The most prominent flaring activity of the past 24 hours was an M1.4 flare in NOAA AR 2014 with peak time at 8:07 UT and a C7.6 flare in NOAA AR 2017 with peak at 21:15 UT on March 30. NOAA AR 2026 produced a further number of C flares. C flaring activity is expected to continue over the next 48 hours, with a slight chance for an M flare. Yesterdays M2.1 flare in NOAA AR 2017 which peaked at 11:55 UT on March 30 was associated with a partial halo CME, first visible in the LASCO C2 field of view at 12:24 UT. The CME had an angular width of about 170 degrees and a speed of around 500 km/s (as determined by the CACTUS software). Although the bulk of the CME mass was expelled in NorthWest direction of the
Sun-Earth line, an equatorial component was present. A glancing blow from this partial halo CME is possible and can be expected early on April 3. Both the C7.6 flare in AR 2014 and the M1.4 flare in AR 2014 had eruptions associated with them, but preliminary analysis with STEREO COR2 ahead seems to indicate that they had a relatively small angular width and are therefore not expected to become geoeffective. The solar wind speed is steady at 400 km/s with the magnetic field at around 4 nT.
Geomagnetic conditions are quiet to moderate, with Kp not above 2, while the local K Dourbes reaching 3.
Equipment: Coronado 90 + Imaging Source DMK + LX75
Processing: Photoshop, Avistack 300 frames
Time UT: 16:00
Exposure 1/500 sec.
With SPONLI Space is getting closer
Image Credit: S. S. Sheppard (CIS) & C. Trujillo (Gemini Obs.), NOAO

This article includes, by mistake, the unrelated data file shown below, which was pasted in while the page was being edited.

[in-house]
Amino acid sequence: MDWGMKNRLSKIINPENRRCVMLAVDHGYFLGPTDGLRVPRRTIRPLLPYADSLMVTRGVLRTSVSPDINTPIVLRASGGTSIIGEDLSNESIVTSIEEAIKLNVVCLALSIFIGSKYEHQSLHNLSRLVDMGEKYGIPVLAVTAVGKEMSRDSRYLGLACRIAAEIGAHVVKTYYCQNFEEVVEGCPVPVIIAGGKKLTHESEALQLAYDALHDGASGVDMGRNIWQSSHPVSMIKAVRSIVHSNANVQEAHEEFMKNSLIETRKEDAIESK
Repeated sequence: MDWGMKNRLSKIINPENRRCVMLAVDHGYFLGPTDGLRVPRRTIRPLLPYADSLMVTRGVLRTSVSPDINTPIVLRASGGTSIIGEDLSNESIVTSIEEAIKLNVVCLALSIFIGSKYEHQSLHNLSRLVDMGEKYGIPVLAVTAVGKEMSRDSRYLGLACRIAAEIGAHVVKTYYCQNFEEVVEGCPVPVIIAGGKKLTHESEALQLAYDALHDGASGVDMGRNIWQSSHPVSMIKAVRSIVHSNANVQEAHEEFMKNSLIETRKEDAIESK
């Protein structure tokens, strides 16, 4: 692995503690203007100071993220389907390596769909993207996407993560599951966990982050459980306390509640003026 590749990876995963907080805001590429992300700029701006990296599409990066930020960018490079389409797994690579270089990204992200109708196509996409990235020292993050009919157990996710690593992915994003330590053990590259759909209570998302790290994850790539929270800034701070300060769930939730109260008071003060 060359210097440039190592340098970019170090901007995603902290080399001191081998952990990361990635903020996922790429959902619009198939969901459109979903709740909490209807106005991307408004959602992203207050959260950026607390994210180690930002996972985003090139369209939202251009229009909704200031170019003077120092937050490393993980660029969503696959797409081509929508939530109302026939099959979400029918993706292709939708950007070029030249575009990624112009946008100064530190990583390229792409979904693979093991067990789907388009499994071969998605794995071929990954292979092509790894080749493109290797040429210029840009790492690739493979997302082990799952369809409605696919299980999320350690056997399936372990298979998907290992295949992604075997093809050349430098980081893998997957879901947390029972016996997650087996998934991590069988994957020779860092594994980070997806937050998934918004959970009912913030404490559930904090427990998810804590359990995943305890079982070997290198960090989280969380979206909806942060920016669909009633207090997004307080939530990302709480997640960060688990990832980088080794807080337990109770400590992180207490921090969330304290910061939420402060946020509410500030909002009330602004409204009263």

What is the furthest known object in our Solar System? The new answer is 2012 VP113, an object currently over twice the distance of Pluto from the Sun. Pictured above is a series of discovery images taken with the Dark Energy Camera attached to the NOAO’s Blanco 4-meter Telescope in Chile in 2012 and released last week. The distant object, seen moving on the lower right, is thought to be a dwarf planet like Pluto. Previously, the furthest known dwarf planet was Sedna, discovered in 2003. Given how little of the sky was searched, it is likely that as many as 1,000 more objects like 2012 VP113 exist in the outer Solar System. 2012 VP113 is currently near its closest approach to the Sun, in about 2,000 years it will be over five times further. Some scientists hypothesize that the reason why objects like Sedna and 2012 VP113 have their present orbits is because they were gravitationally scattered there by a much larger object – possibly a very distant undiscovered planet.
NASA APOD 31-mar-2014
NGC 2174 (also known as Monkey Head Nebula) is an H II emission nebula located in the constellation Orion and is associated with the open star cluster NGC 2175. It is thought to be located about 6,400 light-years away from Earth. The nebula may have formed through hierarchical collapse.
Imaging telescopes or lenses: Orion 8″ f/3.9 Newtonian Astrograph
Imaging cameras: QSI 683 wsg-8
Mounts: Celestron AVX
Focal reducers: Baader MPCC
Filters: Orion SkyGlow 2″ Imaging Filter
Dates: March 7, 2014
Astrodon 3nm Ha: 8×600″ bin 2×2
Astrodon 3nm OIII: 8×600″ bin 2×2
Astrodon Blue Tru-Balance E-Series Gen 2: 4×240″ bin 2×2
Astrodon Green Tru-Balance E-Series Gen 2: 4×240″ bin 2×2
Astrodon Red Tru-Balance E-Series Gen 2: 4×240″ bin 2×2
Integration: 3.5 hours
Author: Charles Ward
AstroPhotography of the day by SPONLI
31 March 2014